Americans Christine Tran and Colton Dixon Winger have achieved creative independence that supports their goals and aspirations while helping like-minded clients reach their own. With 20+ years of experience in luxury fashion between them, they met, became fast friends, and then talked and drank coffee until deciding to launch their own agency, Cuniform, that would change the way people dressed themselves. They envisioned a path away from fast fashion, and toward one that is affordable, individual, beautiful, and sustainable. Their mission is to teach ethical wardrobe building skills to anyone who struggles with overstuffed and under-curated closets, regardless of income.
I met with Christine and Colton one cool Northwest morning to talk about their wholly unique approach to fashion and why buying recycled works for everyone.
Let’s start with where you’re from, and what the career path was that led to establishing your eco-minded styling agency?
Colton Dixon Winger: I’m from eastern Washington. I spent my early career at the American department store Nordstrom, first in Spokane, then in Seattle. Then I went to specialty boutiques in San Francisco and New York City where I did everything from merchandising to branding to events.
Eventually, Christine and I met when we were both working at luxury retailer Totokaelo, based in Seattle. But even by then I’d started growing tired of chasing the dollar sign and selling people clothes that I wasn’t sure they needed.
By the time I hit ten years, I thought I was done with fashion, ready for the next thing. Then Christine and I learned that – at different locations – we’d coincidentally resigned from the same company on the same day and for the same reasons. That kind of bonded us and that’s where the conversation started.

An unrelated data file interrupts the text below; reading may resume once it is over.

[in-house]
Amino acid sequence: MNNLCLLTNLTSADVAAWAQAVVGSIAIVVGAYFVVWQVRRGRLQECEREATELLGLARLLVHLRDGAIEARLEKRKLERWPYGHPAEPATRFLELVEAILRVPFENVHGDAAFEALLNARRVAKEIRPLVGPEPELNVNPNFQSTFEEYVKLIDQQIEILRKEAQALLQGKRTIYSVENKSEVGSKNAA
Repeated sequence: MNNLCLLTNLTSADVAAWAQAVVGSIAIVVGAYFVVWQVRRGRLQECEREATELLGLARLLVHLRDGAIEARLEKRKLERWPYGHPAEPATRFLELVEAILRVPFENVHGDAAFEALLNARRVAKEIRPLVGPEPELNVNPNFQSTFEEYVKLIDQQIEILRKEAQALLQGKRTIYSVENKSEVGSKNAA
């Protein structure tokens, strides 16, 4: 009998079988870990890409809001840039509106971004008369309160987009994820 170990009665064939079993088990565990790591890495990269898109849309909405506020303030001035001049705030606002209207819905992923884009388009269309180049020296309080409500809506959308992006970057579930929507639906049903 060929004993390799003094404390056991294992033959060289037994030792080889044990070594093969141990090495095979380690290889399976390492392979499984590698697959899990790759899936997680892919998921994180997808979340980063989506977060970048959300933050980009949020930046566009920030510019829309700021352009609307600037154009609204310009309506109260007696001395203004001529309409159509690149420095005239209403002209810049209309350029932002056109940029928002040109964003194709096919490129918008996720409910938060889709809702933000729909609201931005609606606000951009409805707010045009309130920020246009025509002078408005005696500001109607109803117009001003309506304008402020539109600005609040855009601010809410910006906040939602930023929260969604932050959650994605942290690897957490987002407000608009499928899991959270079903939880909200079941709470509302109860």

We wanted to be farmers, I was interested in running a commune, also, because I love dogs, I thought why not a dog farm? And then we realized we didn’t know how to do any of those things, and it would be a very big transition to make. That made it easier to see that we still had legitimate places to go with our talent in the fashion industry. So although we’ve stayed in fashion, we’ve moved away from promoting the retailer’s goals and towards promoting our own.
Christine, what is your story? Where are you from?
Christine Tran: I’m from just outside Seattle but grew up in many places. For school I got a liberal arts degree and then, because my dream was to teach, I got an MFA in darkroom photography. Turns out that darkroom photography was a dying industry! And unfortunately, digital wasn’t fun for me. So why would I learn something entirely new that I didn’t enjoy? Of course, I still needed a job, so that’s when I started working in a clothing boutique in Seattle.
Looking back to where you started, what is your biggest take away from the retail world?
CDW: For me, it was noticing how much of the work was about a conversation. Maybe someone needed new sneakers, or a dress for a birthday the next day, and we were talking and having an exchange about that.
CT: Right. What Colton and I each learned in luxury retail was that this work was an opportunity to have real conversations with real people. It’s relational based. And we loved these authentic relationships we had with customers.